Geoffrey R. Stone
89 Texas L. Rev. 1423
In this review of Justice Brennan: Liberal Champion, Professor Stone examines Brennan’s jurisprudence and asks whether “the pejorative ‘judicial activist” [is] warranted.” Stone first looks at the Court’s economic substantive due process decisions before Brennan joined the Court. These decisions, writes Stone, “represented a highly controversial form of conservative judicial activism.” Critics of this type of jurisprudence learned different lessons. On the one hand, some, like Justice Frankfurter, decided that judicial activism was illegitimate and unwarranted. Others, like Brennan, thought that judicial activism was not necessarily wrong. But Lochner v. New York was not an appropriate case for judicial activism.
So, it was this concept of selective judicial activism that shaped Brennan’s jurisprudence. This view, argues Stone, “is deeply rooted in the original understanding of the purpose of judicial review in our system of constitutional governance.” In light of this, Stone discusses the Framers and the contested inclusion of the Bill of Rights in the Constitution. And it was an “originalist” conception of judicial review, Stone writes, that informed Brennan’s selective judicial activism. Given that anti-majoritarian decisions of the kind Brennan famously wrote tend to not sit well with the majority, it is unsurprising that his jurisprudence thus received harsh criticism, especially from the political arena.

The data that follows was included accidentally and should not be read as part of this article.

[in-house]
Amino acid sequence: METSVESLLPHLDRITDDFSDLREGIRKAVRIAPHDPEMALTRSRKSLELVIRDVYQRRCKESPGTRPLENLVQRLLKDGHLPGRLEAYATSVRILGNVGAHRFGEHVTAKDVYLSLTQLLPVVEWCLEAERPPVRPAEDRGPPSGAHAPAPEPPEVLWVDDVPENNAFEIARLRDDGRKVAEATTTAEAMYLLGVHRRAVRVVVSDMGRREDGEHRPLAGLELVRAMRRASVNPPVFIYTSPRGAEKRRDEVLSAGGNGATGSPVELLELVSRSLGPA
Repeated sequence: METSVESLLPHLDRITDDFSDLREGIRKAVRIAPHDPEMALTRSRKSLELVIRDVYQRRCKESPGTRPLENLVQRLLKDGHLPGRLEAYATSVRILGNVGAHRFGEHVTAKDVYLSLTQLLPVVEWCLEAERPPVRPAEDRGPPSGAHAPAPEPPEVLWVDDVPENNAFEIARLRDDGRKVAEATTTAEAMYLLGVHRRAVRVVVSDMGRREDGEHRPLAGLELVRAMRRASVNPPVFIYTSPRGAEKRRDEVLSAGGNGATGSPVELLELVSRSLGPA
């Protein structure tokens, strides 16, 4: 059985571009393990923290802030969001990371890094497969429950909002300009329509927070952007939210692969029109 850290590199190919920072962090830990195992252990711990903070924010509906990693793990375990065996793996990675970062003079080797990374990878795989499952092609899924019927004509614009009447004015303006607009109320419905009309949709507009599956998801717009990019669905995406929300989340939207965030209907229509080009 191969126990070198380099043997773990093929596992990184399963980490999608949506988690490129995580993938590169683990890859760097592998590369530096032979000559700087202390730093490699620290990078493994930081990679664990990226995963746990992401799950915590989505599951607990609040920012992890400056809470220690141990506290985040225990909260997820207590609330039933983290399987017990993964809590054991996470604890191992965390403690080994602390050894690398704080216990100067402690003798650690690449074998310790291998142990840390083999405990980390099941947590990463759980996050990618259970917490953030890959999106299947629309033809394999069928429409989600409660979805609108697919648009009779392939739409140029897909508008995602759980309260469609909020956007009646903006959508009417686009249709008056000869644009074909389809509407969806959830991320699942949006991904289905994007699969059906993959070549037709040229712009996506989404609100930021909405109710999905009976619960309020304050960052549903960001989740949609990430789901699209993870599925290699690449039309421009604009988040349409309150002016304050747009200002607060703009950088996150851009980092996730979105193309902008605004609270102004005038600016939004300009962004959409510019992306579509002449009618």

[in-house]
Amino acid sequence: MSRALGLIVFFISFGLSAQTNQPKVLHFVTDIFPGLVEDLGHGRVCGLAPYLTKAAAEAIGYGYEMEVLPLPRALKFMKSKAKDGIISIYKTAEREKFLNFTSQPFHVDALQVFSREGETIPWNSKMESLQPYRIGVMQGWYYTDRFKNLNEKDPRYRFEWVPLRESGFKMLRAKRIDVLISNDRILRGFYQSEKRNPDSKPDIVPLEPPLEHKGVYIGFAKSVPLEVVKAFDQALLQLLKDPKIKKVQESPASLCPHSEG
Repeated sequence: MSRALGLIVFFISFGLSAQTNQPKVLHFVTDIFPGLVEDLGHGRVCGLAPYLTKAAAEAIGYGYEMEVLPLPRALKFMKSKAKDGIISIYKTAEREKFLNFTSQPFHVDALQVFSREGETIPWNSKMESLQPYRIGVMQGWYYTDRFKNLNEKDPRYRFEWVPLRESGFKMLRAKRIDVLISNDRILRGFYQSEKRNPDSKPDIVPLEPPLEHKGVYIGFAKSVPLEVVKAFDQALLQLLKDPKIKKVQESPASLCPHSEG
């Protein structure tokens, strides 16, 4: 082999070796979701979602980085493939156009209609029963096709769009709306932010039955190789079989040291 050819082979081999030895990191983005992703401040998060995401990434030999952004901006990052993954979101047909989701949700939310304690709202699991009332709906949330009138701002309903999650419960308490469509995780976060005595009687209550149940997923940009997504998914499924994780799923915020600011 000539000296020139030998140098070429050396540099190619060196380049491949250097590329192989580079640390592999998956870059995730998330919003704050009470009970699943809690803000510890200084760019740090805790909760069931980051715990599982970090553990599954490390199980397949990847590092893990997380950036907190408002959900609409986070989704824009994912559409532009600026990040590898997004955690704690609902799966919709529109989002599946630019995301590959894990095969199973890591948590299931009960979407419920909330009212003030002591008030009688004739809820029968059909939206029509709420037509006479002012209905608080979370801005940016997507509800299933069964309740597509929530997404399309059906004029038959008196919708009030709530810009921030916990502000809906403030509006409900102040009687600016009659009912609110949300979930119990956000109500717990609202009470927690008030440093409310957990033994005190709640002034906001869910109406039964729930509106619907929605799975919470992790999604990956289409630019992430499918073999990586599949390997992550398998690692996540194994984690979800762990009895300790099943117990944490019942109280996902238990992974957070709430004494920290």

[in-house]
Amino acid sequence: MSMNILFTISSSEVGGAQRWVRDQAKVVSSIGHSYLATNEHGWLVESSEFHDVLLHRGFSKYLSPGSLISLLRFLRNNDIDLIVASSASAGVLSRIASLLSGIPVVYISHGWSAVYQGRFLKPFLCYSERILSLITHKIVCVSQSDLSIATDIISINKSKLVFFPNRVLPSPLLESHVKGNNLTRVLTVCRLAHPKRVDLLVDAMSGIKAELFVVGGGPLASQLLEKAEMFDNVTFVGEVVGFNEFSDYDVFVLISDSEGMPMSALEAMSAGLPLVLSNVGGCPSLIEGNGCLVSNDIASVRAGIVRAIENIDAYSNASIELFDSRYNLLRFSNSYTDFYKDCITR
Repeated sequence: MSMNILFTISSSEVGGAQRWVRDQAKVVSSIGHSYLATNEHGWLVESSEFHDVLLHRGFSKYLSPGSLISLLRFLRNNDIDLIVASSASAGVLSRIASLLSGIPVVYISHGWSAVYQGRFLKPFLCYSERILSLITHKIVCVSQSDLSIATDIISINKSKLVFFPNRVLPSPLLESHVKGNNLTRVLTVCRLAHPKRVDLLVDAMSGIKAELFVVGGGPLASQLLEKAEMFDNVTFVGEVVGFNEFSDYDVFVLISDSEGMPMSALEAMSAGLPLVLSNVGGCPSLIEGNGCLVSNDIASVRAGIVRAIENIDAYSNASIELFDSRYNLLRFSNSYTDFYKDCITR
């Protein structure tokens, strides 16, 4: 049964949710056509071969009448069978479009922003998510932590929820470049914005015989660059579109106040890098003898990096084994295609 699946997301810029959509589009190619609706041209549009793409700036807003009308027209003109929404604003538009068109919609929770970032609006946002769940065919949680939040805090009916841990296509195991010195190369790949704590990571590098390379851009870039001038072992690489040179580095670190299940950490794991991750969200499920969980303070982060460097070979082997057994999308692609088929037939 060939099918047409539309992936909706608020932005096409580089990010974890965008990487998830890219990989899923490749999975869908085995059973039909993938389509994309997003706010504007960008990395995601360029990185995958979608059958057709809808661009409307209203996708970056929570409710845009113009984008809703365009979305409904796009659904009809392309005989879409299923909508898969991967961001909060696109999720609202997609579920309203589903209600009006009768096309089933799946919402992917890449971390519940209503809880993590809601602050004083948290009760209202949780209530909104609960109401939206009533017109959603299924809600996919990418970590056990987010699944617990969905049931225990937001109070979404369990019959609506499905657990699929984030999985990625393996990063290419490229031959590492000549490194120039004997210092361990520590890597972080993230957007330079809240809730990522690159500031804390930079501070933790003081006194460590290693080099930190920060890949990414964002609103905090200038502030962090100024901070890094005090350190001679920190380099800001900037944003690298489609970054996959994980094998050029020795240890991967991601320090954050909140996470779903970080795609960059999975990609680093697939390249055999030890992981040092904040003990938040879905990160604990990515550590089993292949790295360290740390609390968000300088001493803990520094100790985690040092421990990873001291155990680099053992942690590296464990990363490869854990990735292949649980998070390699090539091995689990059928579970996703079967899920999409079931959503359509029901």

Stone next examines the shift in the judicial makeup of the Court. The Court had become just as conservative by 1993 as it was liberal in 1968. But the meaning of “conservative” had also shifted in the modern era. Previously, it meant a justice committed to judicial restraint. In the modern era, it came to mean a form of selective judicial activism. Stone writes that the jurisprudence behind modern conservative decisions to, for example, hold unconstitutional affirmative action programs and gun control regulations “has about it the distinctive air of Platonic guardianship,” exhibiting no judicial restraint. Stone argues that while there is a discernable conception of judicial review beneath Brennan’s use of judicial activism, there is no similar explanation for the jurisprudence of contemporary conservative judicial activists.
What would constitutional law look like today had justices with the same vision as Brennan remained a majority on the Supreme Court? According to Stone, such a counterfactual Court might have held, for example, “not that corporations have a constitutional right to spend millions to buy the elected representatives of their choice, but that public officials cannot constitutionally use partisan gerrymandering to ensure their perpetuation in power.” Stone concludes that interpreting the Constitution is not a mechanical, value-free enterprise. Instead, as Brennan insisted, the Court’s responsibility in this regard is to “keep the community true to its own fundamental principles.”